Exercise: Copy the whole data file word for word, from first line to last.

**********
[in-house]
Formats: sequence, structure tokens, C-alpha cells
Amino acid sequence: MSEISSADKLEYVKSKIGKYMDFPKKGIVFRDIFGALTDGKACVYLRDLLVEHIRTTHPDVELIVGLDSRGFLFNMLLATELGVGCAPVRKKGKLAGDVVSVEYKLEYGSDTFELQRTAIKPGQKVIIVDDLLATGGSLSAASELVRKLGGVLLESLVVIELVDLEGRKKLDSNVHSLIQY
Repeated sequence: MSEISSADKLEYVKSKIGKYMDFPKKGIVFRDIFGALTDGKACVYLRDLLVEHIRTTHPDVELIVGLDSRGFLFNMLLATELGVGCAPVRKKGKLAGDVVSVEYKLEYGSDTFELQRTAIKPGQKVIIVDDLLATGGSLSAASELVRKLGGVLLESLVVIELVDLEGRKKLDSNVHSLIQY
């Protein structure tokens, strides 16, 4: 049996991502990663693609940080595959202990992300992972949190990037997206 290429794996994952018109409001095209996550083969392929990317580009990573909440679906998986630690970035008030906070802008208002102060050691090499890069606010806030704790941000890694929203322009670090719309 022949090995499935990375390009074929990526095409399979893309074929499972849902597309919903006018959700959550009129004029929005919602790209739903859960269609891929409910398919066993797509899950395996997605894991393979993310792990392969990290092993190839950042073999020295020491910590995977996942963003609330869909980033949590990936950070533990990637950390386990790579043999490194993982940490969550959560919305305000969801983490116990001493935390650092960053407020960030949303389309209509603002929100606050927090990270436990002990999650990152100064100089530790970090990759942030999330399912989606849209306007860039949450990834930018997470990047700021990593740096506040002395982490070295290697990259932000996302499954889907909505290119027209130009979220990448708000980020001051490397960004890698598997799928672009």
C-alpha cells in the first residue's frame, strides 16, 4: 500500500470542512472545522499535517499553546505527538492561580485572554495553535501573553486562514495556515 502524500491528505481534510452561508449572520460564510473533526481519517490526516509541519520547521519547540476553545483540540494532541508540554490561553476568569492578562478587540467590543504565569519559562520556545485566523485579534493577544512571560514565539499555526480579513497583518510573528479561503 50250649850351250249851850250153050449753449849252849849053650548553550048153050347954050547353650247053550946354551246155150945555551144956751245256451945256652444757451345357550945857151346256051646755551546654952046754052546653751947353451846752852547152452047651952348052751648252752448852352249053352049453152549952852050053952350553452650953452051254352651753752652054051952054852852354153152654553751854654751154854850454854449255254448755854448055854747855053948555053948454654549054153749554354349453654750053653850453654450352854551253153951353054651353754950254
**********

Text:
[in-house]
Formats: sequence, structure tokens, C-alpha cells
Amino acid sequence: MSEISSADKLEYVKSKIGKYMDFPKKGIVFRDIFGALTDGKACVYLRDLLVEHIRTTHPDVELIVGLDSRGFLFNMLLATELGVGCAPVRKKGKLAGDVVSVEYKLEYGSDTFELQRTAIKPGQKVIIVDDLLATGGSLSAASELVRKLGGVLLESLVVIELVDLEGRKKLDSNVHSLIQY
Repeated sequence: MSEISSADKLEYVKSKIGKYMDFPKKGIVFRDIFGALTDGKACVYLRDLLVEHIRTTHPDVELIVGLDSRGFLFNMLLATELGVGCAPVRKKGKLAGDVVSVEYKLEYGSDTFELQRTAIKPGQKVIIVDDLLATGGSLSAASELVRKLGGVLLESLVVIELVDLEGRKKLDSNVHSLIQY
């Protein structure tokens, strides 16, 4: 049996991502990663693609940080595959202990992300992972949190990037997206 290429794996994952018109409001095209996550083969392929990317580009990573909440679906998986630690970035008030906070802008208002102060050691090499890069606010806030704790941000890694929203322009670090719309 022949090995499935990375390009074929990526095409399979893309074929499972849902597309919903006018959700959550009129004029929005919602790209739903859960269609891929409910398919066993797509899950395996997605894991393979993310792990392969990290092993190839950042073999020295020491910590995977996942963003609330869909980033949590990936950070533990990637950390386990790579043999490194993982940490969550959560919305305000969801983490116990001493935390650092960053407020960030949303389309209509603002929100606050927090990270436990002990999650990152100064100089530790970090990759942030999330399912989606849209306007860039949450990834930018997470990047700021990593740096506040002395982490070295290697990259932000996302499954889907909505290119027209130009979220990448708000980020001051490397960004890698598997799928672009």
C-alpha cells in the first residue's frame, strides 16, 4: 500500500470542512472545522499535517499553546505527538492561580485572554495553535501573553486562514495556515 502524500491528505481534510452561508449572520460564510473533526481519517490526516509541519520547521519547540476553545483540540494532541508540554490561553476568569492578562478587540467590543504565569519559562520556545485566523485579534493577544512571560514565539499555526480579513497583518510573528479561503 50250649850351250249851850250153050449753449849252849849053650548553550048153050347954050547353650247053550946354551246155150945555551144956751245256451945256652444757451345357550945857151346256051646755551546654952046754052546653751947353451846752852547152452047651952348052751648252752448852352249053352049453152549952852050053952350553452650953452051254352651753752652054051952054852852354153152654553751854654751154854850454854449255254448755854448055854747855053948555053948454654549054153749554354349453654750053653850453654450352854551253153951353054651353754950254